The death toll in the floods in Western Europe exceeded 150 people, as rescuers worked to clean up the devastation and prevent further damage.
Police said more than 90 people lost their lives in the Ahrweiler area of western Germany, one of the most affected, and fears that there may be more deaths. On the eve of the events, the authorities gave a total count of 63 deaths throughout the state of Rhineland-Palatinate, where Ahrweiler is located.
Another 43 people were declared dead in the state of North Rhine-Westphalia, the most populous state in the country. The national crisis center of Belgium confirmed 24 deaths and added that it is possible that this number will increase.
Today, the waters receded in much of the affected regions, thus revealing the extent of the damage.
German President Frank-Walter Steinmeier was scheduled to travel to Erftstadt, southwest of Cologne, where on Friday a rescue operation was carried out to get out the people who were trapped when the floor gave way. At least three homes and part of a mansion collapsed in the town’s tourist district.
The German Army used armored vehicles to remove cars and trucks that were washed away on a nearby highway, some they were still partially submerged. The authorities feared that some people had not managed to escape, but so far no more victims have been confirmed.
Many areas were still without electricity or telephone service, something that, together with the multiple counting in some cases, seems to explain the high number of missing reported by authorities after the floods.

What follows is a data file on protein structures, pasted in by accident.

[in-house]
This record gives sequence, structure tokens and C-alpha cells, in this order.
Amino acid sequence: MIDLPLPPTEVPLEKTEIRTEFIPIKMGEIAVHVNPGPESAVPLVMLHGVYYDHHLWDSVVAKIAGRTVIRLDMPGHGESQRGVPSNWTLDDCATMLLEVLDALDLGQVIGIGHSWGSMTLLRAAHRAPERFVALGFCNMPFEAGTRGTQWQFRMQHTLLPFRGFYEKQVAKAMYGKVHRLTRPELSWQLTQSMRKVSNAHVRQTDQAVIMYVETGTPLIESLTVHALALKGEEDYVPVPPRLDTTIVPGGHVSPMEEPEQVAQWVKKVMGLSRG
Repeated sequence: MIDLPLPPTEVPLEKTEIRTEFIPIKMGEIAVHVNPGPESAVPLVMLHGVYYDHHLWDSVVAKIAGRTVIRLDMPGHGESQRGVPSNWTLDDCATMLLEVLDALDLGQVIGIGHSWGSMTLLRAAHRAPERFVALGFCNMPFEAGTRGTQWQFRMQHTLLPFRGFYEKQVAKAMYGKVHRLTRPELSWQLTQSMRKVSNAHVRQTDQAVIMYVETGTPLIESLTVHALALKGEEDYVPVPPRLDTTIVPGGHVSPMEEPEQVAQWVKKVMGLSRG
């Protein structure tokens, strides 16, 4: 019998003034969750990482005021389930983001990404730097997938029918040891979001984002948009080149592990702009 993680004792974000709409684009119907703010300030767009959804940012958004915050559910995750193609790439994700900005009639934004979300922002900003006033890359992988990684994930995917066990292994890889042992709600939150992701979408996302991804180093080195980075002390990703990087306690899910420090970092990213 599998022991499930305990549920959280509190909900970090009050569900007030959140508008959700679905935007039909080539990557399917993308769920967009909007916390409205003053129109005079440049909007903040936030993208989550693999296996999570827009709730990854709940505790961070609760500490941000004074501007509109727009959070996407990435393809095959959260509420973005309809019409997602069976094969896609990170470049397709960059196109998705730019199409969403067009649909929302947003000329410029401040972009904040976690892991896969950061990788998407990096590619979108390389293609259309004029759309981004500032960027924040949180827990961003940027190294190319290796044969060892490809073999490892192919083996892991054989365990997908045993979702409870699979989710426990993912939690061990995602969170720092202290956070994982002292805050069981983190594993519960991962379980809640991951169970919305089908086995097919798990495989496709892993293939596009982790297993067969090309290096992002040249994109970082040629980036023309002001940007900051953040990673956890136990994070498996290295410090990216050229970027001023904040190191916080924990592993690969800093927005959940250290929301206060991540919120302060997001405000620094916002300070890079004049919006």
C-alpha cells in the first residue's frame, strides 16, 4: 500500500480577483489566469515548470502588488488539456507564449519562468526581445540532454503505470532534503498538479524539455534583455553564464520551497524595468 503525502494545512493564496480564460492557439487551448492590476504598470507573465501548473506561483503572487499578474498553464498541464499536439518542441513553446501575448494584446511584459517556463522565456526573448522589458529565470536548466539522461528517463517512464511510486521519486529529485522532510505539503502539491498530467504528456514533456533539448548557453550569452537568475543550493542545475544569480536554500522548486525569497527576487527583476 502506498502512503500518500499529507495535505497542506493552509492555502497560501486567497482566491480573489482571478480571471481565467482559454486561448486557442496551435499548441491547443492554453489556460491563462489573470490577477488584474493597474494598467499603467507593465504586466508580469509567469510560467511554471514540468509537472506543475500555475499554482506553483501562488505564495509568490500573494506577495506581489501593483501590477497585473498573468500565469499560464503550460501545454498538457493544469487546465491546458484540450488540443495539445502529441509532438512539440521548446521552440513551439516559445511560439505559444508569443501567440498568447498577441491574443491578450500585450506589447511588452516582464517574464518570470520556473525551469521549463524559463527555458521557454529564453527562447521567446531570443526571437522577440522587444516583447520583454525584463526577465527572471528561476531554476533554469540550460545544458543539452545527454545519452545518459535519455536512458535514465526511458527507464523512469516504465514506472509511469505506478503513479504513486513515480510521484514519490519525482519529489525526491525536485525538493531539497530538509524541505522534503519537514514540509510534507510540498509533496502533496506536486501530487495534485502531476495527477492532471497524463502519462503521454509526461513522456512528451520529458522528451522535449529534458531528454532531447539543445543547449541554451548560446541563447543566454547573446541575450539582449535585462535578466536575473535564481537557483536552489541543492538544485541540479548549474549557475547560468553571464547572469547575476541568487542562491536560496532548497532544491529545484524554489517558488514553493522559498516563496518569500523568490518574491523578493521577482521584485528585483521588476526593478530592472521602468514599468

Some 700 people were evacuated from part of the German town of Wassenberg, on the border with the Netherlands, after a dam on the Rur river broke.
Railways and roads were still blocked in many areas of eastern Belgium. The national train service said it will return to normal operation on Monday.
European Commission President Ursula von der Leyen and Belgian Prime Minister Alexander De Croo visited the flood-affected areas on Saturday, local Belgian media reported.
In addition to Germany and Belgium, some regions in the south of the Netherlands have also been affected by heavy flooding.
The volunteers worked overnight to reinforce levees and protect roads. Thousands of residents in the southern towns of Bunde, Voulwames, Brommelen and Geulle were able to return home in the morning after being evacuated.
In Switzerland, heavy rains caused several rivers and lakes to overflow. In the city of Lucerne, several pedestrian crossings over the Reuss River were closed.